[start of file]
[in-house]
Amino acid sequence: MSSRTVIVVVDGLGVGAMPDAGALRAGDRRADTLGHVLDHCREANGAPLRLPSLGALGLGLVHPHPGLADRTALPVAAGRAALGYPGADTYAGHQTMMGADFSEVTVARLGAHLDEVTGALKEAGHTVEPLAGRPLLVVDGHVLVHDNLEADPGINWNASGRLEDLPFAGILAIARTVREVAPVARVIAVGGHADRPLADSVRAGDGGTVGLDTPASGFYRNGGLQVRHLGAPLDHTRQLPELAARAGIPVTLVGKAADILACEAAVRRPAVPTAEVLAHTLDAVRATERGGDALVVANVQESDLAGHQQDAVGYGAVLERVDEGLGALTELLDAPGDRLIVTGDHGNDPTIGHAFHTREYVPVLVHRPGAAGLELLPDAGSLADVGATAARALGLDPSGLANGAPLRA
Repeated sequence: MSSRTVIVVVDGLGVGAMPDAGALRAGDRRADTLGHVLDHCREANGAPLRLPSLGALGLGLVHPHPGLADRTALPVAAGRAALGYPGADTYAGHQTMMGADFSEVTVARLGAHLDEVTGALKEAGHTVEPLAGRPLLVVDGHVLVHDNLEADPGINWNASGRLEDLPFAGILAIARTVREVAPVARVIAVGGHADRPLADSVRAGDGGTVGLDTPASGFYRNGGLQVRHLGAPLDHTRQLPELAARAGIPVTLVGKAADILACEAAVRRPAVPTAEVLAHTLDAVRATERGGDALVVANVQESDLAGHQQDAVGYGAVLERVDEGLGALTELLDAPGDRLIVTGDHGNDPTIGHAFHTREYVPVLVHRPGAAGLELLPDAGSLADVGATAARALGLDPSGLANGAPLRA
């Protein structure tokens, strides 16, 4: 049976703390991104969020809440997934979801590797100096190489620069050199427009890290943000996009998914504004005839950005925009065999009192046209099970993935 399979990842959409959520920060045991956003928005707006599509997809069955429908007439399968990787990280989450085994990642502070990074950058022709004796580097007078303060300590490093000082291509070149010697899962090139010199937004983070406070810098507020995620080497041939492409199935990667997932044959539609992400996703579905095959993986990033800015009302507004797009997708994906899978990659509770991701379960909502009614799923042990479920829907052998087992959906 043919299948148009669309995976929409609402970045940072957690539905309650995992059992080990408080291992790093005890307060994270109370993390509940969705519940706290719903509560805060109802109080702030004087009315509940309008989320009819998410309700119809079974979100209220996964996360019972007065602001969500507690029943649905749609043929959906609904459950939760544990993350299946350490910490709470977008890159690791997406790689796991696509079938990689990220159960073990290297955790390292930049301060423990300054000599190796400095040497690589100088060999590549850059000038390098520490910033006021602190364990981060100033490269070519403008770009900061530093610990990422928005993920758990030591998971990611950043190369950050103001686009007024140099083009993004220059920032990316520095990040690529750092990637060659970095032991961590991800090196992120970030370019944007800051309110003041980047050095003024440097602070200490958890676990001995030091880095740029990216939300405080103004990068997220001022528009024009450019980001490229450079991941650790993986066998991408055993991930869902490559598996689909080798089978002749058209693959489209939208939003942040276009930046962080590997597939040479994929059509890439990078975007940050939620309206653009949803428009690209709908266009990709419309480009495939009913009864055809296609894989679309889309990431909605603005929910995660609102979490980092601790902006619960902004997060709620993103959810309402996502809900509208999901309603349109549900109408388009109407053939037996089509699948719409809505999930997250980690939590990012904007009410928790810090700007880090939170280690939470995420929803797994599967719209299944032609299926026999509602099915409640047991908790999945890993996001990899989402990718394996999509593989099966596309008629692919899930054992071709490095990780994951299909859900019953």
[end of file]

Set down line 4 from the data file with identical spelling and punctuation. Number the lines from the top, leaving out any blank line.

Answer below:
């Protein structure tokens, strides 16, 4: 049976703390991104969020809440997934979801590797100096190489620069050199427009890290943000996009998914504004005839950005925009065999009192046209099970993935 399979990842959409959520920060045991956003928005707006599509997809069955429908007439399968990787990280989450085994990642502070990074950058022709004796580097007078303060300590490093000082291509070149010697899962090139010199937004983070406070810098507020995620080497041939492409199935990667997932044959539609992400996703579905095959993986990033800015009302507004797009997708994906899978990659509770991701379960909502009614799923042990479920829907052998087992959906 043919299948148009669309995976929409609402970045940072957690539905309650995992059992080990408080291992790093005890307060994270109370993390509940969705519940706290719903509560805060109802109080702030004087009315509940309008989320009819998410309700119809079974979100209220996964996360019972007065602001969500507690029943649905749609043929959906609904459950939760544990993350299946350490910490709470977008890159690791997406790689796991696509079938990689990220159960073990290297955790390292930049301060423990300054000599190796400095040497690589100088060999590549850059000038390098520490910033006021602190364990981060100033490269070519403008770009900061530093610990990422928005993920758990030591998971990611950043190369950050103001686009007024140099083009993004220059920032990316520095990040690529750092990637060659970095032991961590991800090196992120970030370019944007800051309110003041980047050095003024440097602070200490958890676990001995030091880095740029990216939300405080103004990068997220001022528009024009450019980001490229450079991941650790993986066998991408055993991930869902490559598996689909080798089978002749058209693959489209939208939003942040276009930046962080590997597939040479994929059509890439990078975007940050939620309206653009949803428009690209709908266009990709419309480009495939009913009864055809296609894989679309889309990431909605603005929910995660609102979490980092601790902006619960902004997060709620993103959810309402996502809900509208999901309603349109549900109408388009109407053939037996089509699948719409809505999930997250980690939590990012904007009410928790810090700007880090939170280690939470995420929803797994599967719209299944032609299926026999509602099915409640047991908790999945890993996001990899989402990718394996999509593989099966596309008629692919899930054992071709490095990780994951299909859900019953």